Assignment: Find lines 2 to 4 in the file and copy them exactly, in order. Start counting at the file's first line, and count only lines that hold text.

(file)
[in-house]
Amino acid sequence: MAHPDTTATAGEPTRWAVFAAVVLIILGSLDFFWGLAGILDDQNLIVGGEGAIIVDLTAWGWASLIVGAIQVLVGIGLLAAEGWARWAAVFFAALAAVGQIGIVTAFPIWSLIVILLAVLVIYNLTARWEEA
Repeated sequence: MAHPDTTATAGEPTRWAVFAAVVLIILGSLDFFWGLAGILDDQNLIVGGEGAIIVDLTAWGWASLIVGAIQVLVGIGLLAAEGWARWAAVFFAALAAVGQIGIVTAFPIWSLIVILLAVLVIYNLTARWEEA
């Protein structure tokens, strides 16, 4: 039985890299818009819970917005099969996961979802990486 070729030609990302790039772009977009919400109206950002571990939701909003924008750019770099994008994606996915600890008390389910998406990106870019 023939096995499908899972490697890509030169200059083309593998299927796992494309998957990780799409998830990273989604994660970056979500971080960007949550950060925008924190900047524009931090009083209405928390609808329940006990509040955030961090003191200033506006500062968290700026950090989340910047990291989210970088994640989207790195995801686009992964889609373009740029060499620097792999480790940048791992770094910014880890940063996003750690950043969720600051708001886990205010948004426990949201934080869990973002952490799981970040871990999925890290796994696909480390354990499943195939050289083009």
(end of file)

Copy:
Amino acid sequence: MAHPDTTATAGEPTRWAVFAAVVLIILGSLDFFWGLAGILDDQNLIVGGEGAIIVDLTAWGWASLIVGAIQVLVGIGLLAAEGWARWAAVFFAALAAVGQIGIVTAFPIWSLIVILLAVLVIYNLTARWEEA
Repeated sequence: MAHPDTTATAGEPTRWAVFAAVVLIILGSLDFFWGLAGILDDQNLIVGGEGAIIVDLTAWGWASLIVGAIQVLVGIGLLAAEGWARWAAVFFAALAAVGQIGIVTAFPIWSLIVILLAVLVIYNLTARWEEA
């Protein structure tokens, strides 16, 4: 039985890299818009819970917005099969996961979802990486 070729030609990302790039772009977009919400109206950002571990939701909003924008750019770099994008994606996915600890008390389910998406990106870019 023939096995499908899972490697890509030169200059083309593998299927796992494309998957990780799409998830990273989604994660970056979500971080960007949550950060925008924190900047524009931090009083209405928390609808329940006990509040955030961090003191200033506006500062968290700026950090989340910047990291989210970088994640989207790195995801686009992964889609373009740029060499620097792999480790940048791992770094910014880890940063996003750690950043969720600051708001886990205010948004426990949201934080869990973002952490799981970040871990999925890290796994696909480390354990499943195939050289083009």